I’ve been verbally abused by activists for owning a guide dog

Jonathan Attenborough never imagined having Sam would make him a target to animal rights activists.

Abuse: Jonathan Attenborough.
Abuse: Jonathan Attenborough.

By Steven McMenemy

A partially sighted man has told of the abuse he has encountered while out walking with his guide dog.

Jonathan Attenborough, of Fife, has been paired with Sam for around 18 months and says the labrador changed his life for the better.

However, he never imagined having his companion would make him a target too.

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Mr Attenborough told STV News how he has become victim of abuse from animal rights campaigners and one recent incident when he was verbally attacked by a woman in a bar really stood out.

He said: “Me and my friend were sitting there minding our own business and she was actually quite aggressive claiming we were cruel for being guide dog owners.

“These dogs, she said, shouldn’t be there lying on the floor of a bar, they should be out there playing in the fields, this was at 1am.

“She was right up in our faces really screaming and we feared it would have escalated further if her husband hadn’t ushered her away.”

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Mr Attenborough said the encounter wasn’t the first time he had faced abuse when with Sam but admitted it was the most aggressive reaction so far.

He added: “These dogs are probably the most well-looked after dogs you can imagine, their nutrition is top-notch, they got top-notch medical care, they get check-ups all the time so for me that’s a non argument.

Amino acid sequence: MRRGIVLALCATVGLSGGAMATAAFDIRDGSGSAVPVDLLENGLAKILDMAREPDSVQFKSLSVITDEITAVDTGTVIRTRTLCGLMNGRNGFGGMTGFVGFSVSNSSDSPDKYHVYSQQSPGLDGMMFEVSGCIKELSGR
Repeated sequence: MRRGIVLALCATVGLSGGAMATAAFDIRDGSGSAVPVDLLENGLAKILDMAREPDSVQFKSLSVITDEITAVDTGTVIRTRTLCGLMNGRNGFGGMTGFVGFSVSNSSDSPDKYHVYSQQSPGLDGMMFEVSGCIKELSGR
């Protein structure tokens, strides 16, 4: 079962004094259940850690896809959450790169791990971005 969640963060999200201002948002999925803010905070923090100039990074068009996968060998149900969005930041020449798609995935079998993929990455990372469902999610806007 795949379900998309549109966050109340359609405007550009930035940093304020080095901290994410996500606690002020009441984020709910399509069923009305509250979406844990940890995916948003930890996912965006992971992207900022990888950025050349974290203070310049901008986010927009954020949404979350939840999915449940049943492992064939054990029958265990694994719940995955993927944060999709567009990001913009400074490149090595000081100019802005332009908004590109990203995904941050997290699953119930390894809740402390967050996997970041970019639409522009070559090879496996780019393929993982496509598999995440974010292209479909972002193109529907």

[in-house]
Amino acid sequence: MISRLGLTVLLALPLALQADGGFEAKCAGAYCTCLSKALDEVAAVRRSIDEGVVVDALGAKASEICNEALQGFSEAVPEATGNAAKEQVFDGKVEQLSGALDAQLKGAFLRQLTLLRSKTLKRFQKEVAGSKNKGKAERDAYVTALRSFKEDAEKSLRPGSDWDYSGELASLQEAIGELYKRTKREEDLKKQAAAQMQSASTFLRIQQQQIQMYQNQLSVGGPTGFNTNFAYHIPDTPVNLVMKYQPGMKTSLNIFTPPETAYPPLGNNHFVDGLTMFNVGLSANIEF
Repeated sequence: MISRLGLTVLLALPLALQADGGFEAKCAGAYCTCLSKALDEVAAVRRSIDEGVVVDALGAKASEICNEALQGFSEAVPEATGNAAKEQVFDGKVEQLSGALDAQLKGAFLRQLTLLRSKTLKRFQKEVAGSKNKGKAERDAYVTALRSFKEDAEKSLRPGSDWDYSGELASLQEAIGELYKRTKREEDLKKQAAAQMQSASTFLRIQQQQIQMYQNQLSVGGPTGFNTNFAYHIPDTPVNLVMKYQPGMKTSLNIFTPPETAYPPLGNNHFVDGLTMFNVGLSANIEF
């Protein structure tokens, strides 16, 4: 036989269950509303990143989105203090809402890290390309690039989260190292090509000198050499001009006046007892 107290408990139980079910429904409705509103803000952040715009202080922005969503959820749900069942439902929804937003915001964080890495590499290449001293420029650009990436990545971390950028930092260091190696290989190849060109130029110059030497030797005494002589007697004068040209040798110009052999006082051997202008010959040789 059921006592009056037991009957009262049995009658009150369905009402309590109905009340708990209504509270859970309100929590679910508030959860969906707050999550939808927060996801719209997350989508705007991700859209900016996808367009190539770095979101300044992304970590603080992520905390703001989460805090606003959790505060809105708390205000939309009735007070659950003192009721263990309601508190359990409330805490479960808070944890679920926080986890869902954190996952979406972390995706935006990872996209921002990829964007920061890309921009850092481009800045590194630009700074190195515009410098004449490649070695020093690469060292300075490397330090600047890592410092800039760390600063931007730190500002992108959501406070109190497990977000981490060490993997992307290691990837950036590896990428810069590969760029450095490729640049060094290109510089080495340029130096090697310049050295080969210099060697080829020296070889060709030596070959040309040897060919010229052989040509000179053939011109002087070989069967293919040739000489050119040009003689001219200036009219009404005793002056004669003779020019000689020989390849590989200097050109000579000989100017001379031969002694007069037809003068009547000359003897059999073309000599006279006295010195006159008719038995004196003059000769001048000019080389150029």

“Sam is like my best buddy, we go everywhere together, he’s never left on his own, and he’s with me 24/7 so for me I can’t understand where these campaigners are coming from.”

Robert Meikle, of Glasgow, who has had a guide dog for around a year, said he has also faced a hostile reception.

He said: “I’ve been approached and asked why I think it’s moral for me to have a guide dog, and to be honest I think it’s completely inappropriate for anyone to feel that’s acceptable to approach people who maybe are disabled and own a guide dog, or any service animal really.

“She’s opened up gateways that I could never have imagined she would have, there’s so much I rely on Winnie for, she’s improved my confidence significantly, and to be honest I have to say, with guide dogs and with Winnie particularly I don’t think I would be here without them.”

Some animal rights campaigners argue breeding dogs for service rather than training ones abandoned in shelters is wrong, and that the dogs don’t give consent to be service dogs.

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However, those working for Guide Dogs Scotland said the care and welfare of the dogs is a prime concern at all times.

Tony Harvey from Guide Dogs Scotland said: “We use positive reinforcement training with our dogs, and that includes how we breed them, how we train them and how we do every aspect of it.

“We use a clicker to mark the behaviours we want them to do, so the click basically means you’re going to get a bit of food in a minute, so we use food and praise and toys to train them, so it should mean they really enjoy the work they are actually doing.

“We call it work, the human term, but really they enjoy what they do, it’s like a trick for them.”


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